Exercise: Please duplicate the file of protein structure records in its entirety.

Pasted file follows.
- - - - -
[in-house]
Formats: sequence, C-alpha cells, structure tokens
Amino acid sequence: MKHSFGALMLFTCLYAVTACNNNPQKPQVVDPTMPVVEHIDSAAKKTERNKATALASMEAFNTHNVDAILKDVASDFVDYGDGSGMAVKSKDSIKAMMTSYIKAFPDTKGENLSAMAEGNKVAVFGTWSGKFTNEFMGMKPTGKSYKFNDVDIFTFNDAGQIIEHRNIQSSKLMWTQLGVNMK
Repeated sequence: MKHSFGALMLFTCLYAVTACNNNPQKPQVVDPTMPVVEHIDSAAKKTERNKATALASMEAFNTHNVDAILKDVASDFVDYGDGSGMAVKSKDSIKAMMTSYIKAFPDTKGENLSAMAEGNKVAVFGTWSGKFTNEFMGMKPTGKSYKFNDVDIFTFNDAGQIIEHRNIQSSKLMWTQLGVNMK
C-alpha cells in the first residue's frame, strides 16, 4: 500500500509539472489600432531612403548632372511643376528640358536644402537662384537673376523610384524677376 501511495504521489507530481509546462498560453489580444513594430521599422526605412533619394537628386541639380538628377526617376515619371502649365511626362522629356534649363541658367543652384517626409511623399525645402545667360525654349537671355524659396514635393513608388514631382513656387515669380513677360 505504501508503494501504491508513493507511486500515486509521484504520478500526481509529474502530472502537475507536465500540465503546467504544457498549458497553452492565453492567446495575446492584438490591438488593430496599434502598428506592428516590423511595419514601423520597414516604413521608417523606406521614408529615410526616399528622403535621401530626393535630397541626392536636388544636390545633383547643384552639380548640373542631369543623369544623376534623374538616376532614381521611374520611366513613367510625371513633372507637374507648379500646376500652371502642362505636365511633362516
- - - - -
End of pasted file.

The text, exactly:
[in-house]
Formats: sequence, C-alpha cells, structure tokens
Amino acid sequence: MKHSFGALMLFTCLYAVTACNNNPQKPQVVDPTMPVVEHIDSAAKKTERNKATALASMEAFNTHNVDAILKDVASDFVDYGDGSGMAVKSKDSIKAMMTSYIKAFPDTKGENLSAMAEGNKVAVFGTWSGKFTNEFMGMKPTGKSYKFNDVDIFTFNDAGQIIEHRNIQSSKLMWTQLGVNMK
Repeated sequence: MKHSFGALMLFTCLYAVTACNNNPQKPQVVDPTMPVVEHIDSAAKKTERNKATALASMEAFNTHNVDAILKDVASDFVDYGDGSGMAVKSKDSIKAMMTSYIKAFPDTKGENLSAMAEGNKVAVFGTWSGKFTNEFMGMKPTGKSYKFNDVDIFTFNDAGQIIEHRNIQSSKLMWTQLGVNMK
C-alpha cells in the first residue's frame, strides 16, 4: 500500500509539472489600432531612403548632372511643376528640358536644402537662384537673376523610384524677376 501511495504521489507530481509546462498560453489580444513594430521599422526605412533619394537628386541639380538628377526617376515619371502649365511626362522629356534649363541658367543652384517626409511623399525645402545667360525654349537671355524659396514635393513608388514631382513656387515669380513677360 505504501508503494501504491508513493507511486500515486509521484504520478500526481509529474502530472502537475507536465500540465503546467504544457498549458497553452492565453492567446495575446492584438490591438488593430496599434502598428506592428516590423511595419514601423520597414516604413521608417523606406521614408529615410526616399528622403535621401530626393535630397541626392536636388544636390545633383547643384552639380548640373542631369543623369544623376534623374538616376532614381521611374520611366513613367510625371513633372507637374507648379500646376500652371502642362505636365511633362516